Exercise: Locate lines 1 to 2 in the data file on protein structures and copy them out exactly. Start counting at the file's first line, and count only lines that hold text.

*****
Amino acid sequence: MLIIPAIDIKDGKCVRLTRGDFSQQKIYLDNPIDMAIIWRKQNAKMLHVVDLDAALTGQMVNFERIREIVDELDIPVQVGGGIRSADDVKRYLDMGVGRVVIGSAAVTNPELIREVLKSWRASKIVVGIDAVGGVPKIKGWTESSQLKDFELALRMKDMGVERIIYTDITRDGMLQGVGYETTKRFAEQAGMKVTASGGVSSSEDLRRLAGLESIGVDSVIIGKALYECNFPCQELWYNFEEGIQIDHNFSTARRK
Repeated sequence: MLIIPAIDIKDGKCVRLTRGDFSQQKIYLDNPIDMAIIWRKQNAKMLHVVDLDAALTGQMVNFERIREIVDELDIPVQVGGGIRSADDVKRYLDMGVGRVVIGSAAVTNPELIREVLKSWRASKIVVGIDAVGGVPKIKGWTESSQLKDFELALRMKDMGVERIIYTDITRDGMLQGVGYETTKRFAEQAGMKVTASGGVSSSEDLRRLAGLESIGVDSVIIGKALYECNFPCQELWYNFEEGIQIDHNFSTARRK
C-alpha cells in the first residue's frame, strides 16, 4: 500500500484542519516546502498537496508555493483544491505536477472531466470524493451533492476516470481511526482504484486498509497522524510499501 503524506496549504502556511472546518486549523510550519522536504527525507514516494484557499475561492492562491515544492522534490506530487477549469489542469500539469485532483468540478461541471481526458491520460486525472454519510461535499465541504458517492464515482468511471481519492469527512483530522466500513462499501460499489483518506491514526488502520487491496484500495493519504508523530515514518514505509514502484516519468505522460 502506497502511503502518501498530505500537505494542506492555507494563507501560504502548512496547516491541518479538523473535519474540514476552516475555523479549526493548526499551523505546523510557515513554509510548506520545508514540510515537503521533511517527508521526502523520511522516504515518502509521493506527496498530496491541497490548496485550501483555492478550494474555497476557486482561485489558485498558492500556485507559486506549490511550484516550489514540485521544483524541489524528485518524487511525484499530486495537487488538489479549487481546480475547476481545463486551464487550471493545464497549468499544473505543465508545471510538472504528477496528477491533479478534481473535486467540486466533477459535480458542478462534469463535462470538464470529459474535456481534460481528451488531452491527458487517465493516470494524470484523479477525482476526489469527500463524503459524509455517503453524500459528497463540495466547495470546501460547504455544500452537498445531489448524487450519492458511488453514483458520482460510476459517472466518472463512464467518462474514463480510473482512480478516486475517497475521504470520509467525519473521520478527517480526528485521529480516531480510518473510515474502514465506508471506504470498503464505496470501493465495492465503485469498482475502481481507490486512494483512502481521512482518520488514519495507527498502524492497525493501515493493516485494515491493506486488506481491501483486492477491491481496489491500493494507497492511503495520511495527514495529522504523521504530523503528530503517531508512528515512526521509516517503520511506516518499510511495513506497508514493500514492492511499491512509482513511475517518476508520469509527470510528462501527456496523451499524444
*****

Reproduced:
Amino acid sequence: MLIIPAIDIKDGKCVRLTRGDFSQQKIYLDNPIDMAIIWRKQNAKMLHVVDLDAALTGQMVNFERIREIVDELDIPVQVGGGIRSADDVKRYLDMGVGRVVIGSAAVTNPELIREVLKSWRASKIVVGIDAVGGVPKIKGWTESSQLKDFELALRMKDMGVERIIYTDITRDGMLQGVGYETTKRFAEQAGMKVTASGGVSSSEDLRRLAGLESIGVDSVIIGKALYECNFPCQELWYNFEEGIQIDHNFSTARRK
Repeated sequence: MLIIPAIDIKDGKCVRLTRGDFSQQKIYLDNPIDMAIIWRKQNAKMLHVVDLDAALTGQMVNFERIREIVDELDIPVQVGGGIRSADDVKRYLDMGVGRVVIGSAAVTNPELIREVLKSWRASKIVVGIDAVGGVPKIKGWTESSQLKDFELALRMKDMGVERIIYTDITRDGMLQGVGYETTKRFAEQAGMKVTASGGVSSSEDLRRLAGLESIGVDSVIIGKALYECNFPCQELWYNFEEGIQIDHNFSTARRK